What to watch for today
Some clues about ECB stimulus. Bundesbank president Jens Weidmann has been the biggest skeptic of calls for the European Central Bank to do something radical in the face of looming euro-zone deflation. But he’s coming around, and a speech of his today could give hints about what measures the ECB might take in June.
A comprehensive look at Africa’s economy. The annual African Economic Outlook from a raft of international agencies will, for the first time, cover all 54 countries on the continent, and look at what global trade and industrialization can do for Africa’s growth.
Gay weddings begin in Oregon. A judge is expected to overturn the state’s same-sex marriage ban, and weddings could take place the same day. Bans have been falling like dominoes of late; Idaho and Arkansas, both deeply conservative states, have overturned theirs in the last few days, and several more are before the courts.
Over the weekend
AT&T and DirecTV announced a tie-up. The $48.5 billion acquisition will, if regulators approve it, give AT&T a satellite-TV network to add to its cellular and broadband businesses, equipping it to compete in a rapidly consolidating US telecoms and TV industry.
Apple and Google made peace. Late on Friday the tech giants agreed to end a long-running war of suit and countersuit over smartphone patents. They also agreed to work together on patent reform. Samsung and Apple are still at odds, though last week a key ruling went in Apple’s favor.
Pfizer tried harder to woo AstraZeneca. The US drug company reportedly upped its offer (paywall) for buying its British counterpart; earlier this month AstraZeneca rejected a $106 billion bid. It would be one of the biggest ever mergers in an industry where massive deals are currently all the rage.
Chinese fled Vietnam. China evacuated some 3,000 citizens, after rioters killed several Chinese last week in protest at China’s deployment of an oil rig in disputed waters. Vietnamese authorities, having allowed the previous protests, cracked down when they started up again on Sunday, in what looks like an attempt to stop the conflict escalating.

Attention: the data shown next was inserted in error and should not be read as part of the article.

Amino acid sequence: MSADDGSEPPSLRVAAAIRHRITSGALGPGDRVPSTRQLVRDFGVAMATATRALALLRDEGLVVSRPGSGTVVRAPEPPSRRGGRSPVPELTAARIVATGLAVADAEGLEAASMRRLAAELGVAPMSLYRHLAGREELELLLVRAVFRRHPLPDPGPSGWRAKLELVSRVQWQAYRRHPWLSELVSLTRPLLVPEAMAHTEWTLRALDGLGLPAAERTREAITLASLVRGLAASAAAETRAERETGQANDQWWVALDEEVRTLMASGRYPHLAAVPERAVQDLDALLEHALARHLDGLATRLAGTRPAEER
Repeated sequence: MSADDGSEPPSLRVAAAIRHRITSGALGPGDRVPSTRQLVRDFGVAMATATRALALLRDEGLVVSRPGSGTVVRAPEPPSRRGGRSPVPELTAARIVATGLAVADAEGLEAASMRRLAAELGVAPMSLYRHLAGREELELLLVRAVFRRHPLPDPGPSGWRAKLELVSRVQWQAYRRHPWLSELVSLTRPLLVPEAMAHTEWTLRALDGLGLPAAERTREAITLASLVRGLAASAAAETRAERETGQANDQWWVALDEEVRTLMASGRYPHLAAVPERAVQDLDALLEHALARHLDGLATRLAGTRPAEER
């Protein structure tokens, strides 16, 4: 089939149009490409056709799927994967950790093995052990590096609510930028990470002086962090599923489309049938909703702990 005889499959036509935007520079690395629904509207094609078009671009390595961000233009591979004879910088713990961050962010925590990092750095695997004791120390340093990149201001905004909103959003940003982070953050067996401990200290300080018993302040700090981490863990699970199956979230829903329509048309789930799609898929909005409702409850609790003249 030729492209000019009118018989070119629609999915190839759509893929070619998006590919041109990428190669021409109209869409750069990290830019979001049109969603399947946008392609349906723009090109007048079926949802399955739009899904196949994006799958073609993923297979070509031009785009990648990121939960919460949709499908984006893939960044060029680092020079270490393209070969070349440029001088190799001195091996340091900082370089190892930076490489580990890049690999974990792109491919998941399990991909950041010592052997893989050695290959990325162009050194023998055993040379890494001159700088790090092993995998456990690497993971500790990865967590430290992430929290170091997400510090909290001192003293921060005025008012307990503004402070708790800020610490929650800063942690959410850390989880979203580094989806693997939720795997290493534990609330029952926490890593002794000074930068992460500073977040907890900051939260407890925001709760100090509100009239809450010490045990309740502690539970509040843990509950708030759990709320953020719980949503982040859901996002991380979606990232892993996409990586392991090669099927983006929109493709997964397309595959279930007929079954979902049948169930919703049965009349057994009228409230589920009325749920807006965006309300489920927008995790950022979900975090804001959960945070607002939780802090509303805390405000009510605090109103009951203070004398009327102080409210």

Turkey made arrests after its mining catastrophe. As the final death toll in last week’s coal-mine fire was set at 301, making it the worst mining disaster in Turkey’s history, police arrested 24 people, including executives from the mine’s owner, Soma Holdings.
Deutsche Bank got a Qatari shareholder. The German bank launched a plan to sell some €8 billion ($11 billion) of shares, of which €1.75 billion is going to an investment vehicle controlled by a member of Qatar’s royal family. As one of Europe’s most weakly capitalized banks, Deutsche needs to shore itself up ahead of ECB stress tests later this year.
Quartz obsession interlude
S. Mitra Kalita on how Narendra Modi won over her family. “For much of India’s 67-year history, the majority of my family has supported Congress… Then last month, amid the biggest election in human history, I landed in an India that somehow and suddenly felt different. The revolution was not as I’d expected—no mass protest in the streets over inequality and women’s rights, graft and malnutrition, wages and labor conditions. Yet there was a palpable shift in a nation’s psyche, most evident in my own family. Dozens of relatives were firmly in Modi’s camp.” Read more here.
Matters of debate
Even at record highs, the stock markets are your best long-term bet. An investment in stocks, unlike in gold or real estate, is an investment in the creative potential of people.
The US needs a new Brown v Board of Education. The historic Supreme Court ruling 60 years ago created a movement for racial equality and inclusion that has since petered out.
Five things Narendra Modi should do as India’s prime minister. And why nobody will let him.
Dilma Rousseff is looking desperate. Brazil’s president doesn’t seem to realize the damage her economic policies are doing.
Godzilla’s anatomy is impossible. The monster would be so heavy, the pressure on its bones would be about 20 times that for Tyrannosaurus Rex.
The riot police in Brazil look just like the ones in Brazil. The elite World Cup “robocops” of Rio bear an uncanny resemblance to those in the dystopian 1985 movie classic.
Forbidden photos of North Korea. The ones that don’t show military parades and mass synchronized baton-twirling.
Norway has a human zoo. Two artists have set one up to remind Norwegians about hidden racism.